Prof. Itzhak Ohad / 1930-2016
Prof. Emeritus Martin Kessel, The Hebrew University of Jerusalem :
“It is very difficult to write these words on the passing of Itzhak Ohad. Itzik, as he was affectionately known to all of us, was without a doubt one of the most influential scientists and teachers of his generation.
Itzik obtained his Ph.D. at the Hebrew University of Jerusalem during the course of which he was one of the first graduate students to use the electron microscope in his research. He was mentored by Shlomo Hestrin of the Dept. of Biological Chemistry at the Hebrew University and David Danon from the Dept. Ultrastructure Research at the Weizmann Institute. Itzhak’s Ph.D. research focused on the characterization of fibrils of cellulose from the bacterium Acinobacter xylinum and was published in the Journal of Cell Biology .
For his post-doctoral training Itzik went to the laboratory of 1982 Nobel Laureate George Palade at Yale University where he continued to broaden his understanding of cell ultrastructure using the electron microscope. Upon his return to Israel, Itzik was tasked with setting up an electron microscope laboratory in the Dept. of Biological Chemistry then located in Mamila St. bordering the Old City of Jerusalem. By that time electron microscopy laboratories had been established at the Weizmann Institute of Science by David Danon and at the Hebrew University-Hadassah Medical School in Jerusalem by Olga Stein and Jack Gross, and at the Hebrew University Botany Dept. by Shimon Klein. All of these laboratories used the RCA electron microscope. After setting up the electron microscope unit in the Dept. of Biological Chemistry with the RCA electron microscope, Itzik quickly became convinced that in order to be abreast of the latest technology it would be necessary to upgrade to either the Philips microscope manufactured in Holland or the JEOL microscope from Japan. In 1968 after a meticulous evaluation which included visits to the electron microscope factories, Itzik concluded that the microscope for Biological Chemistry would be the Philips EM300. Both Olga Stein at the Medical School and Shimon Klein in the Dept. of Botany quickly followed suit with the Medical School purchasing two of these microscopes. Indeed electron microscopy at the Hebrew University and at the Weizmann Institute was at the forefront of biological ultrastructure research. By this time Itzik had begun his lifelong research on photosynthesis and associated with the alga Chlamydomonas rheinhardii which would be the focus of his research for many years.”
“Itzhak’s first graduate student was Avrumi Amsterdam who very effectively used the electron microscope in the study of the secretory process in the rat parotid gland .
After completing my Ph.D. in the Dept. of Microbiological Chemistry headed by Moshe Shilo, I was tasked with establishing an interdepartmental Electron Microscope facility at the Medical School. This brought me into very close working contact with Itzik who mentored every step in establishing this facility. No detail was too small for Itzik to be involved in setting up the lab. Our relationship was cemented and we maintained a close personal and professional contact for over 40 years.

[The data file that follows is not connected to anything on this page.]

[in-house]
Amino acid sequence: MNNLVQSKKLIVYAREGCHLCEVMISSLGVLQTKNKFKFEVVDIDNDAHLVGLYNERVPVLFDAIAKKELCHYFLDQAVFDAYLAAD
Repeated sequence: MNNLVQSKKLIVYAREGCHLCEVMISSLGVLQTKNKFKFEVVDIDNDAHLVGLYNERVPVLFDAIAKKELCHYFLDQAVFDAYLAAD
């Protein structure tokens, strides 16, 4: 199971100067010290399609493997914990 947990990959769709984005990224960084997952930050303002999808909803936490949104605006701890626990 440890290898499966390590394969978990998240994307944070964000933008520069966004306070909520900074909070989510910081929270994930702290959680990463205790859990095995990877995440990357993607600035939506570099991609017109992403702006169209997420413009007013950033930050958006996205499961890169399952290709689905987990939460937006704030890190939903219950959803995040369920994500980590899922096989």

When the Dept. of Biological Chemistry relocated to the Institute of Life Sciences at Givat Ram, Itzik was responsible for the construction of a major electron Microscope facility on the 5th floor of the Silberman building where his own laboratory was also situated. This EM facility, housing several microscopes, became the focus of all ultrastructural work done in Life Sciences at the University with Itzik as the undisputed leader in this major technological application. A major contribution to the set up and operation of this resource was made by Avraham Vilentz a very talented electron microscope technician.
Throughout his career and prolific research output alongside a deep understanding of biochemistry, ultrastructure was always a major component of Itzik’s research. He fathered several generations of young scientists educating them with a deep appreciation for structure and function.
Itzik was an active member of the Israel Society for Microscopy (formerly the Israel Society for Electron Microscopy) and served as one of its early Presidents. He was the Chairperson of the Organizing Committee of the 6th European Congress on Electron Microscopy which brought over 600 leading scientists in Materials and Biological Sciences to Jerusalem in September 1976. This congress was a significant achievement for our small Society and to this day scientists who attended that meeting at the beginnings of their career remember the impact so many years later.
Itzik was a perennial figure at the annual meetings of the Israel Society of Microscopy where he always appreciated the contributions of the younger generation of students and scientists who followed his example of relating structure to function in whatever biological systems they were studying.
An appreciation of Itzik’s contributions to research in photosynthesis recently appeared the journal Photosynthesis Research .”
1. Ohad, I, Danon, D & Hestrin, S. (1962) J. Cell Biol. 12, 31-. 46.
2. Amsterdam, A. & Ohad, I & Schramm, M (1969) J. Cell Biol. 41, 753-773
3. Noam Adir, Susanna Geifman-Shochat, Dan G. Ohad, Nir Ohad, Nir Keren (2017) Photosynthesis Research, 132(2):107-109.